The Kiwi took a green light to flag victory in his Lexus ahead of Tsukakoshi and Yamamoto, both in Honda NSX’.
The KeePer TOM’S Lexus LC500 driver was untroubled from pole position after fellow front-row starter Loïc Duval failed to make the grid after crashing on the installation lap. In the opening laps, the New Zealander quickly established a healthy lead over the chasing cars of Ronnie Quintarelli (MOTUL AUTECH Nissan GT-R) and Naoki Yamamoto (RAYBRIG Honda NSX-GT).
As Cassidy’s lead grew, he was able to recover from a slightly shaky pit-stop where his crew struggled to quickly switch both front wheels. Not even a late-race Safety Car period could halt his progress: despite the novelty of the new-to-SUPER GT Indy Car-style restart, Cassidy held off a late charge from Koudai Tsukakoshi, who finished second in his Keihin Honda NSX-GT, ahead of Yamamoto.
Tréluyer lead the DTM challenge in the field in the RS5 in sixth place, with DTM champion René Rast in 8th, after several battles with a host of drivers, especially Qunitarelli, who he traded positions with into the turn 1 hairpin.
“I had a lot of fun; I really enjoyed it in the car! I made some mistakes – at the start, I got pushed by Tachikawa, but I was touching him a little bit as well, that’s racing. Anyway, after that, I caught up, then we lost a lot of time during the pit-stop – I guess that was because we didn’t practice during the week. I wasn’t ready and most of it was my fault. Then after the stop, I was able to catch up and could manage the second set of tyres a little bit better. I also had a good restart. Then there was the situation with Rocky: I couldn’t move, couldn’t escape the guys who were inside. They didn’t see me. It’s a shame that he spun because of me, I was really sorry for that, but it was part of the race. It was good to have solid pace during the race – to come back after three years was really cool!”
Mike Rockenfeller (Audi Sport RS 5 DTM) started well from fourth place, but faded during the race, eventually getting pitched into a spin by Tréluyer as the field scrabbled through the tight Dunlop Corner after the restart. The German came home 13th.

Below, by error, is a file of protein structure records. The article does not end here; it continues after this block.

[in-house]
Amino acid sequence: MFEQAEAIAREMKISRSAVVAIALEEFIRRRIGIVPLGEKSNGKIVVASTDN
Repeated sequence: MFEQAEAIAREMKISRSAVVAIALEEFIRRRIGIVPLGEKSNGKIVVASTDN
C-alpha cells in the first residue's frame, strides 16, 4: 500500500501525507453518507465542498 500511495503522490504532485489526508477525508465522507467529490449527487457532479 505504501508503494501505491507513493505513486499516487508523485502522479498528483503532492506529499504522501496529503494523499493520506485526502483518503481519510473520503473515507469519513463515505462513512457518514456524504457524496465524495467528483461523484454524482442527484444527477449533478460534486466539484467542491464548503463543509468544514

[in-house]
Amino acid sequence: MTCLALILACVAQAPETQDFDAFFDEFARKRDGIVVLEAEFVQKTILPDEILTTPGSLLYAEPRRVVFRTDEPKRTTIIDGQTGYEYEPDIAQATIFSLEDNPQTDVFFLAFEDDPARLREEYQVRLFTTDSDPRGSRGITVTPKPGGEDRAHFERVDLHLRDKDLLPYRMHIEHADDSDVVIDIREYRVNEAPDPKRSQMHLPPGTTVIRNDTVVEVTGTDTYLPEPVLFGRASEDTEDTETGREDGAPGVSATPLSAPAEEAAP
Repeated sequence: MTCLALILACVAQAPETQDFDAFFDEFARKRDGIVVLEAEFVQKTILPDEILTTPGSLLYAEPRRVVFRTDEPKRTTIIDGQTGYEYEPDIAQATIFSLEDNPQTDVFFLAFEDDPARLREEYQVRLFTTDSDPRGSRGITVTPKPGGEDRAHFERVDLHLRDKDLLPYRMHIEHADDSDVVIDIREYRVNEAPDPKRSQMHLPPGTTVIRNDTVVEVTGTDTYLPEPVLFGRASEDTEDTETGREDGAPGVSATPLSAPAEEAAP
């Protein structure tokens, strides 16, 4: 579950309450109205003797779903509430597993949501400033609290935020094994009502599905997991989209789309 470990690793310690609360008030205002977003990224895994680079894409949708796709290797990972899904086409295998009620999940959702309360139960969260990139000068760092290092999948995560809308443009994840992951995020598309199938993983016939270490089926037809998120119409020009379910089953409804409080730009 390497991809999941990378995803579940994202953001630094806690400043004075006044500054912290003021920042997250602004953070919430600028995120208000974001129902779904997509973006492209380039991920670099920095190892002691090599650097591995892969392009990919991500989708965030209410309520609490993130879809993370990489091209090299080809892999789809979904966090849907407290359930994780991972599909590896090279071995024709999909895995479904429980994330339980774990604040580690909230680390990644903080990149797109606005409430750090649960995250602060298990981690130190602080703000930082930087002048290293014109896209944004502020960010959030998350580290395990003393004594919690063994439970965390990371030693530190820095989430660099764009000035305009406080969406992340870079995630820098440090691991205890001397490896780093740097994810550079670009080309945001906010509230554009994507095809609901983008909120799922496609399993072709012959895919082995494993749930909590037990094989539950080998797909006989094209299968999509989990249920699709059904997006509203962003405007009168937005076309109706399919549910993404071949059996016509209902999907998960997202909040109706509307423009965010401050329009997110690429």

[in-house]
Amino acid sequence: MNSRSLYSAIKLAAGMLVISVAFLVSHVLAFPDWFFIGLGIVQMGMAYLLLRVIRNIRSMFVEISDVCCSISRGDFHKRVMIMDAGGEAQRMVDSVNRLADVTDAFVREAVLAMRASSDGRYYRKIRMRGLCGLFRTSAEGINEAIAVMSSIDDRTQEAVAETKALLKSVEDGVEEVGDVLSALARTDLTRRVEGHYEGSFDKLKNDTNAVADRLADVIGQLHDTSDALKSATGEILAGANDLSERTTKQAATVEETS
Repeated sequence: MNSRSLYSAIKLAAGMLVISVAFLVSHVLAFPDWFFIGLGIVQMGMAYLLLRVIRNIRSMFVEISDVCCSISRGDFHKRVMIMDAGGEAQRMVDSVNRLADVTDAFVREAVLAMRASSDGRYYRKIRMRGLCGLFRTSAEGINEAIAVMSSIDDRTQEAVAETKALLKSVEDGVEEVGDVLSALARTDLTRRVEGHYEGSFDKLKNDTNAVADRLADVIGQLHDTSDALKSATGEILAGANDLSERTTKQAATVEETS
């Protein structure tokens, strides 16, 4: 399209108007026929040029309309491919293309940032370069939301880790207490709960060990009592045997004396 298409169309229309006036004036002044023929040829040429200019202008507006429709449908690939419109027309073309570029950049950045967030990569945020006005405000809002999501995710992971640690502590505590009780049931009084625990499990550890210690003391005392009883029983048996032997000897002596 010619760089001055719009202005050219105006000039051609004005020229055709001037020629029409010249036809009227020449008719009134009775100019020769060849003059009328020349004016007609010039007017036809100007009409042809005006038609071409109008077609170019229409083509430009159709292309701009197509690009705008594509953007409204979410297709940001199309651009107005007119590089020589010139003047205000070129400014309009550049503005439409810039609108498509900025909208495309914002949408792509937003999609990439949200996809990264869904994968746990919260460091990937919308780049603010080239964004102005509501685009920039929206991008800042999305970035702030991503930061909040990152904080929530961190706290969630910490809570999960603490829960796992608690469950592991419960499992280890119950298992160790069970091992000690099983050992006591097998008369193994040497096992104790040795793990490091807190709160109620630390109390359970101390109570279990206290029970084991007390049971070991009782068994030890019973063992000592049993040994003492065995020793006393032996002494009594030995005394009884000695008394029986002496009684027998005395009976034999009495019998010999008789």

BMW’s Kamui Kobayashi was another stand-out performer, enjoying a late-race scrap with Rockenfeller to finish 14th.
Fellow BMW drivers Marco Wittmann and Alex Zanardi both struggled: the German gambled on a first-lap pit-stop, but was later forced to make a second stop, eventually finishing 18th, a lap adrift. Zanardi only narrowly made the race after his crew discovered a technical issue on the installation lap. He was forced into the pits for a lengthy stop during the race, too, eventually rejoining for the closing laps, and finishing eight laps down.
Loic Duval had a nightmare start and locked up and hit the barriers on the warmup lap, breaking his suspension and counting him out of the race.
In the morning’s qualifying period, Cassidy underlined his form, banging in a 1m41.827s quick-lap midway through the session. Despite a flurry of late-stops for fresh rubber to capitalise on a mildly drying track, nobody ultimately got close to the New Zealander’s time.
“It’s been the perfect day: pole and victory are fantastic achievements, and I’m really pleased we could show our strengths. But the biggest thing is that we got to have this race today – and I hope we can race again in the future. I grew up racing in Europe, and always looked up to the manufacturers and drivers competing in DTM. I really loved the style of this weekend – qualifying and racing on the same day is a lot of fun, and it’s not often we get to race on our own. I really enjoyed that, too. With more experience, the two championships can get closer – I really hope we get to do this again after this weekend.”
Cars from four different brands lined up on the first four places of the grid for the first competition of the Dream Race at Fuji. Having posted the fastest lap time in qualifying, Lexus driver Nick Cassidy (NZL) started the race from pole position. Audi works driver Loïc Duval (FRA) posted the second quickest time. On the second row: Honda’s Naoki Yamamoto (JPN) and Nissan star Ronnie Quintarelli (ITA). The two free practice sessions on Friday showed a similar balance: here, drivers of the brands Lexus, Audi, Honda and Nissan also ended up in the top four.